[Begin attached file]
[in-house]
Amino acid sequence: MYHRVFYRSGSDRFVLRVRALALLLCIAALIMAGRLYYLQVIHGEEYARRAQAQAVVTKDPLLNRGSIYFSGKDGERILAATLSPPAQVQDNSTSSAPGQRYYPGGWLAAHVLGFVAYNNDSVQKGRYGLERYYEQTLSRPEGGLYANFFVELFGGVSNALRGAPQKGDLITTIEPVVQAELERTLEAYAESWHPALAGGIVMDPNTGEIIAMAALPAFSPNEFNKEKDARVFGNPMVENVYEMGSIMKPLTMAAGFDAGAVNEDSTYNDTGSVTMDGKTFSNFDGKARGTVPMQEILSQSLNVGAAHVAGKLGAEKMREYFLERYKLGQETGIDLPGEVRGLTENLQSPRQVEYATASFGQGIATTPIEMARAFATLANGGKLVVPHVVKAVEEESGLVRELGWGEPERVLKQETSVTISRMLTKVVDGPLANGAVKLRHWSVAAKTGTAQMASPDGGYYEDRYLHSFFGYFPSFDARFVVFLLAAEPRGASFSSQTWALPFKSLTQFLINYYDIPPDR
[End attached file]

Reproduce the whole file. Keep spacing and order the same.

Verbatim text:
[in-house]
Amino acid sequence: MYHRVFYRSGSDRFVLRVRALALLLCIAALIMAGRLYYLQVIHGEEYARRAQAQAVVTKDPLLNRGSIYFSGKDGERILAATLSPPAQVQDNSTSSAPGQRYYPGGWLAAHVLGFVAYNNDSVQKGRYGLERYYEQTLSRPEGGLYANFFVELFGGVSNALRGAPQKGDLITTIEPVVQAELERTLEAYAESWHPALAGGIVMDPNTGEIIAMAALPAFSPNEFNKEKDARVFGNPMVENVYEMGSIMKPLTMAAGFDAGAVNEDSTYNDTGSVTMDGKTFSNFDGKARGTVPMQEILSQSLNVGAAHVAGKLGAEKMREYFLERYKLGQETGIDLPGEVRGLTENLQSPRQVEYATASFGQGIATTPIEMARAFATLANGGKLVVPHVVKAVEEESGLVRELGWGEPERVLKQETSVTISRMLTKVVDGPLANGAVKLRHWSVAAKTGTAQMASPDGGYYEDRYLHSFFGYFPSFDARFVVFLLAAEPRGASFSSQTWALPFKSLTQFLINYYDIPPDR